The new batch of Baked Tapes releases came out this past winter, and I'm sorry I neglected them for this long.  It's been nearly two years since they released the last batch and all of these are strong releases.  You can check them all out on bandcamp I'm short on time here, so I'm just going to copy/paste from the label's website, but all of these come recommended, and for goodness sakes, pick up the Grasshopper and Telecult Powers LPs while your at it.

OPPONENTS "Thought Control" c52
OPPONENTS didn't come here to make friends. They're not looking to talk gear. They came to kick the piss out of some synthesizers, and are doing it whether or not you're ready for it. Synthesis in it's rawest form. This is about survival, not crystal pendents. The next brood in line culled from the long standing hatefuck between punk rock and control voltage that has its seeds strewn deep throughout the gutters of New York past.

Greenpoint Brooklyn trio Long Distance Poison bring two monumental slabs of primordial synthesis to a fresh brew here with "Rare Human". Pulling itself from the bubbling murk of ancient ponds onto the banks of the dawn of civilization, a soundtrack to life's first glimpses up to the limitless heavens.

ANDREW SCOTT YOUNG "Warm White Light" c32
Self-described as his "God-Bless-America-Mr. Holland's-Opus-Style tribute" to his high school orchestra teacher, the collision of strings, piano, voice, reeds, percussion and fireworks erupting over the A-Side feels like the chance meeting of Crumb, Partch, Penderecki and Ives; sipping highballs and puffing pipes, hillside, on a breezy July 4th evening. Side B sees Young go electric of sorts with sideways boogies and left-footed shuffles in a new vision of absolutely fucked "dance hits".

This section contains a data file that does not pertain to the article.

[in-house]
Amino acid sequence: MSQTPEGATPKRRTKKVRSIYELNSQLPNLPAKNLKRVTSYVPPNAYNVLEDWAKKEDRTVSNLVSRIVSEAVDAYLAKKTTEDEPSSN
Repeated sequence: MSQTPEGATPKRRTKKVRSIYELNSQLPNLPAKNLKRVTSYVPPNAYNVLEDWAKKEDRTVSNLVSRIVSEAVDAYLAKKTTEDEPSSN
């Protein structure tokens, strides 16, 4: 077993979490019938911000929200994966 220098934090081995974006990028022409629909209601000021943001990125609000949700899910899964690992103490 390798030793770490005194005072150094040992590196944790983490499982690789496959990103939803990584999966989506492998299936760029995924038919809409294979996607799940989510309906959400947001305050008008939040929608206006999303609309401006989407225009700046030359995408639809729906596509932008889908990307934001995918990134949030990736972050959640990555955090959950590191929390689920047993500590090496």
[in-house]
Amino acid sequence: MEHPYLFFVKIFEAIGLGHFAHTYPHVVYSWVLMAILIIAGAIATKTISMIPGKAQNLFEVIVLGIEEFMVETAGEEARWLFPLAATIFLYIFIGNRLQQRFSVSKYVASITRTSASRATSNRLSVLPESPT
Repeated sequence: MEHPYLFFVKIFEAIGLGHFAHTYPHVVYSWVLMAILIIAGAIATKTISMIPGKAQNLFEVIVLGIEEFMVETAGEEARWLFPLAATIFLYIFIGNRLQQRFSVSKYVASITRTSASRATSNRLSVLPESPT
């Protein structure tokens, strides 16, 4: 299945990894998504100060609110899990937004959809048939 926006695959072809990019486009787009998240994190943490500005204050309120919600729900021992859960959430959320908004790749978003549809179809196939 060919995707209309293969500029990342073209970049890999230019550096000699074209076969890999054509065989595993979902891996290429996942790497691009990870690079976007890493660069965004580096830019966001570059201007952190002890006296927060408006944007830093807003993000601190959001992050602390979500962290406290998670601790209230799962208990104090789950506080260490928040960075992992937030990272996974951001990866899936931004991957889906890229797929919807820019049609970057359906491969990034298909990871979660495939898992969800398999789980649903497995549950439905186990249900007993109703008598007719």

HEAD BOGGLE "Backed Tape" c29
To say Derek Gedalecia marches to the beat of his own LFO would be an understatement. In an era where the sudden renewed infatuation with the synthesizer has led to an endless supply of formulaic sound-alike projects, Head Boggle stands alone, miles from where anyone else dare venture. The beautifully disorienting sounds Gedalecia conjures recalls the ever elusive x-factor guiding the forefathers of electronic music and concrete before him, and seemingly lost in that of any of his contemporaries - a sense of wonder, the wanderlust for experimentation and the sheer brilliance of the spark of possibility.

Far from the dreamy "world of tomorrow" utopian optimism the futurists hoped for, or bleak uniformity of the robotic age and conveyor-belt societies it feared, Josh Millrod (Grasshopper, Hexbreaker Quartet) sends us a completely different report back from the future, and shit's damaged! The sky and oceans run prismatic with the pollutants and discharge of centuries of neglect and shareholder-driven compromise. The nuclear winds have left this rock nearly uninhabitable, aside from those prosperous enough to vacate, leaving the rest to otherwise adapt or perish. These are their folk-songs.